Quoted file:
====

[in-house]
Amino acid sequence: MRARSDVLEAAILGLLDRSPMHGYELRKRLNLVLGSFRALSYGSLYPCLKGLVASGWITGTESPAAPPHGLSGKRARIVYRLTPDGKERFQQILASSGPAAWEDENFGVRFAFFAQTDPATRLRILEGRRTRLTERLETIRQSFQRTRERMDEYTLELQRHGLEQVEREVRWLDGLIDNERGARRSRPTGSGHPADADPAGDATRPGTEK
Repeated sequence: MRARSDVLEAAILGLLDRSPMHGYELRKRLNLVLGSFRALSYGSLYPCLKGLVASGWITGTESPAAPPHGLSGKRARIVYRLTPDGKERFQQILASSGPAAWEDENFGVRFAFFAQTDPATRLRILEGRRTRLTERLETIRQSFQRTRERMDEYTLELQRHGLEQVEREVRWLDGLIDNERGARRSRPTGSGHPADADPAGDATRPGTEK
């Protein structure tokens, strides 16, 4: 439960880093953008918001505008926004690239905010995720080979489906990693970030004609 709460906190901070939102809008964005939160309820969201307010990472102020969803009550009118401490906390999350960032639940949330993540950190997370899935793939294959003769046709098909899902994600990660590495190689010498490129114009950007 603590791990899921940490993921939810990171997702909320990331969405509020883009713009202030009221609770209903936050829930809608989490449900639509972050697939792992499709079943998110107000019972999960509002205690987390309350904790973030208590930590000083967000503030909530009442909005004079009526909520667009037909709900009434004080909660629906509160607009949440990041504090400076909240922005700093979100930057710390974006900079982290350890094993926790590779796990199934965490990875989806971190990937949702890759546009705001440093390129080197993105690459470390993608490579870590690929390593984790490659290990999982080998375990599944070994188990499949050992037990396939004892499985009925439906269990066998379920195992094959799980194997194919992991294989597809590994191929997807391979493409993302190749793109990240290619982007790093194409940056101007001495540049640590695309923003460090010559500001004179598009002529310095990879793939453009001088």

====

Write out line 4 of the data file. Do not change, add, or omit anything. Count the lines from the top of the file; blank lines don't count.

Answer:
């Protein structure tokens, strides 16, 4: 439960880093953008918001505008926004690239905010995720080979489906990693970030004609 709460906190901070939102809008964005939160309820969201307010990472102020969803009550009118401490906390999350960032639940949330993540950190997370899935793939294959003769046709098909899902994600990660590495190689010498490129114009950007 603590791990899921940490993921939810990171997702909320990331969405509020883009713009202030009221609770209903936050829930809608989490449900639509972050697939792992499709079943998110107000019972999960509002205690987390309350904790973030208590930590000083967000503030909530009442909005004079009526909520667009037909709900009434004080909660629906509160607009949440990041504090400076909240922005700093979100930057710390974006900079982290350890094993926790590779796990199934965490990875989806971190990937949702890759546009705001440093390129080197993105690459470390993608490579870590690929390593984790490659290990999982080998375990599944070994188990499949050992037990396939004892499985009925439906269990066998379920195992094959799980194997194919992991294989597809590994191929997807391979493409993302190749793109990240290619982007790093194409940056101007001495540049640590695309923003460090010559500001004179598009002529310095990879793939453009001088």